While the band is playing Dixie, I'm humming Home Sweet Home

(Wednesday night)  Living in an older subdivision, Woodland Drives, close to the heart of town, I can hear the sounds of that heart beating.  I hear the bells of the First Baptist Church, tolling the hour, and I hear the Florida Agricultural & Mechanical University band, the "Marching 100", at practice in the weeks leading up to football season.  Starting in July, they practice most weeknights, it seems, for several hours.  Tonight, in this first week of classes, they are sounding pretty tight.

FAMU is an HBCU, (one of the Historically Black Colleges and Universities), and the Marching 100 is famous.  They marched in the Bastille Day Bicentennial parade in Paris in 1989, and in the inaugural parades of Presidents Clinton and Obama.  They are well-known for their "moves".

Those moves are not unfamiliar to me.  I know them from having watched the high-stepping Jones High School band, from the top black high school in Orange County, in the Orlando Christmas Parade, years ago.  I think they even had the same colors as FAMU, orange and green.

I was a trumpet player in marching bands from the eighth grade to the eleventh grade, at the Sanford Naval Academy and at Winter Park High School.  Marching is actually pretty demanding, and even more so if you are playing an instrument.  There you are, putting one foot in front of the other in time with the drums, dressing yourself by line and column, watching where you are going, watching for the Drum Major's orders by baton and whistle.  At the same time you are trying to play in concert, flipping to the right tune on the little instrument-mounted music book.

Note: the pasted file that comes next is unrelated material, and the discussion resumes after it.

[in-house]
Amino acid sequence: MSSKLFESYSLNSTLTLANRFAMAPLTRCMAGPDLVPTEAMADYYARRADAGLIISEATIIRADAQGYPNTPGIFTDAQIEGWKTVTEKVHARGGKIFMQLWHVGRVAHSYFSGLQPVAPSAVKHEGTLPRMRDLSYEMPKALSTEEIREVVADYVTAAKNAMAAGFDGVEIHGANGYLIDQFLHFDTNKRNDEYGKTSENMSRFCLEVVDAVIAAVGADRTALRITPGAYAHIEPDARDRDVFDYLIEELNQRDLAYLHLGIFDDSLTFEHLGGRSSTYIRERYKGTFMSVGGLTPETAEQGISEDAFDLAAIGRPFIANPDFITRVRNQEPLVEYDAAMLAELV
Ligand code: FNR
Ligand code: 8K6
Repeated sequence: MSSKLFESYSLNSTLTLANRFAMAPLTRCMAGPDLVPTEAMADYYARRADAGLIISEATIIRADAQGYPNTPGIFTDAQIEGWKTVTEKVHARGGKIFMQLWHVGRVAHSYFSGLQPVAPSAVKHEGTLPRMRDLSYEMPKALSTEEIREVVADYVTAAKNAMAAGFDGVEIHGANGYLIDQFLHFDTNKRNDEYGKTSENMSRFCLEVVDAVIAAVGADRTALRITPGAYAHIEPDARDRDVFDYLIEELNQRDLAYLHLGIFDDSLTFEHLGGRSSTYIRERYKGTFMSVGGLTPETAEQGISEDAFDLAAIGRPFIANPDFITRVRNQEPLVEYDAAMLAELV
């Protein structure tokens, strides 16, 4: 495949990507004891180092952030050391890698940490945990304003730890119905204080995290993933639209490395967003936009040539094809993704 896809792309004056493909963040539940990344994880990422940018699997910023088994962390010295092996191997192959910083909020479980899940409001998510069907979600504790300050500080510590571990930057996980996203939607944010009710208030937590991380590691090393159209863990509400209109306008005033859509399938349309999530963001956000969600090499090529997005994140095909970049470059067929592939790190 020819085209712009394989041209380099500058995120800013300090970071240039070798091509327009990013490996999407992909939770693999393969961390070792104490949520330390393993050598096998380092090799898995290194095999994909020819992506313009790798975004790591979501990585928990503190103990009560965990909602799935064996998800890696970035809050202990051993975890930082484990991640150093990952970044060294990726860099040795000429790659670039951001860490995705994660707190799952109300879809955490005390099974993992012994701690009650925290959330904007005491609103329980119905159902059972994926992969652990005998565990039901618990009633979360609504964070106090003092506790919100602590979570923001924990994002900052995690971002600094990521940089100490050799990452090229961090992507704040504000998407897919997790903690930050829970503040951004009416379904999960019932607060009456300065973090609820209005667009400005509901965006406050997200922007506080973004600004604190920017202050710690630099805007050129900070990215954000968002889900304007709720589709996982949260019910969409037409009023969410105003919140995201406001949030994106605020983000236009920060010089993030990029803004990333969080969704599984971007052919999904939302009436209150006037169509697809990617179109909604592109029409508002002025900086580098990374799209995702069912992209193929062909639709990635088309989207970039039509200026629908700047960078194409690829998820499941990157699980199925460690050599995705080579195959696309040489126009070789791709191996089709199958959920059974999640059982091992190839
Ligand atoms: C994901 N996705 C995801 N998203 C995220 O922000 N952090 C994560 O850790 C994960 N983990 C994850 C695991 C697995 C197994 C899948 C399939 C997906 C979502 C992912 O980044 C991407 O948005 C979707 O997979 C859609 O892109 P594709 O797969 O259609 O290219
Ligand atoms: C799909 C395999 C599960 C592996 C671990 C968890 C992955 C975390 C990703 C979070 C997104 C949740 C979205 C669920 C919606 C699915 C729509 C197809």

Winter Park High had a very traditional marching band.  Other school bands played the "Hawaii 5-0" theme song, or formed a spinning wheel on the field while playing the Blood Sweat & Tears hit of the same name.  We stuck to the classic marches, American Patrol, On Wisconsin, Stars and Stripes Forever.   We sweated in uniforms of heavy drill cloth, with spats and shakos and high collars, patterned after the military dress uniforms of the 19th century.  We played at football games, marching at half-time, and in Christmas parades.  Nerd that I was, I had no idea how the game was going.  I knew when our team had scored a touchdown because we would play Dixie.

Around 1970, school bands were forbidden to play Dixie. School racial integration was proceeding apace, though we had no black musicians in the band yet.  (Why would they have wanted to join the likes of us, when they would have had a much better time at Jones, as they do now, ironically, at FAMU rather than at FSU?)    As the boundaries of our insular white world began to crumble, we began dimly to grasp that black folks might not share our nostalgia for the "land of cotton".  Best to forget those "old times", after all.  And forty years later, I think we largely have.

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